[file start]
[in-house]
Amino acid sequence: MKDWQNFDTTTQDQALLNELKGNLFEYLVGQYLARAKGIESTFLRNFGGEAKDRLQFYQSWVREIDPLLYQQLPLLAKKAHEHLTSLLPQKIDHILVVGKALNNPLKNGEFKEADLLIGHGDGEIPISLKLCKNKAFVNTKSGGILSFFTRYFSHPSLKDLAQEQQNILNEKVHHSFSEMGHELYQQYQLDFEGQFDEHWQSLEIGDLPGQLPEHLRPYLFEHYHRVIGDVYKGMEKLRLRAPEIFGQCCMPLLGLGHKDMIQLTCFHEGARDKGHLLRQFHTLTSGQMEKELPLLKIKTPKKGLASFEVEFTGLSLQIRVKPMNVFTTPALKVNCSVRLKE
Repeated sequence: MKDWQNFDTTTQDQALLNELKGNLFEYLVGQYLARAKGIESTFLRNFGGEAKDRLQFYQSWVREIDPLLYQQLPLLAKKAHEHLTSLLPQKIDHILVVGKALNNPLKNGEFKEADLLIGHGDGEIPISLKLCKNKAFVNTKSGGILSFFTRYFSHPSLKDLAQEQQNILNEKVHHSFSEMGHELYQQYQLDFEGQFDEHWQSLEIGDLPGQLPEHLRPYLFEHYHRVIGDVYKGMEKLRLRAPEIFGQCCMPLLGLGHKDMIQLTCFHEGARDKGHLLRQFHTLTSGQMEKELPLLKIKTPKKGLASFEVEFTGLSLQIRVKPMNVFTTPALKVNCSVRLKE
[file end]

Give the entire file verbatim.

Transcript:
[in-house]
Amino acid sequence: MKDWQNFDTTTQDQALLNELKGNLFEYLVGQYLARAKGIESTFLRNFGGEAKDRLQFYQSWVREIDPLLYQQLPLLAKKAHEHLTSLLPQKIDHILVVGKALNNPLKNGEFKEADLLIGHGDGEIPISLKLCKNKAFVNTKSGGILSFFTRYFSHPSLKDLAQEQQNILNEKVHHSFSEMGHELYQQYQLDFEGQFDEHWQSLEIGDLPGQLPEHLRPYLFEHYHRVIGDVYKGMEKLRLRAPEIFGQCCMPLLGLGHKDMIQLTCFHEGARDKGHLLRQFHTLTSGQMEKELPLLKIKTPKKGLASFEVEFTGLSLQIRVKPMNVFTTPALKVNCSVRLKE
Repeated sequence: MKDWQNFDTTTQDQALLNELKGNLFEYLVGQYLARAKGIESTFLRNFGGEAKDRLQFYQSWVREIDPLLYQQLPLLAKKAHEHLTSLLPQKIDHILVVGKALNNPLKNGEFKEADLLIGHGDGEIPISLKLCKNKAFVNTKSGGILSFFTRYFSHPSLKDLAQEQQNILNEKVHHSFSEMGHELYQQYQLDFEGQFDEHWQSLEIGDLPGQLPEHLRPYLFEHYHRVIGDVYKGMEKLRLRAPEIFGQCCMPLLGLGHKDMIQLTCFHEGARDKGHLLRQFHTLTSGQMEKELPLLKIKTPKKGLASFEVEFTGLSLQIRVKPMNVFTTPALKVNCSVRLKE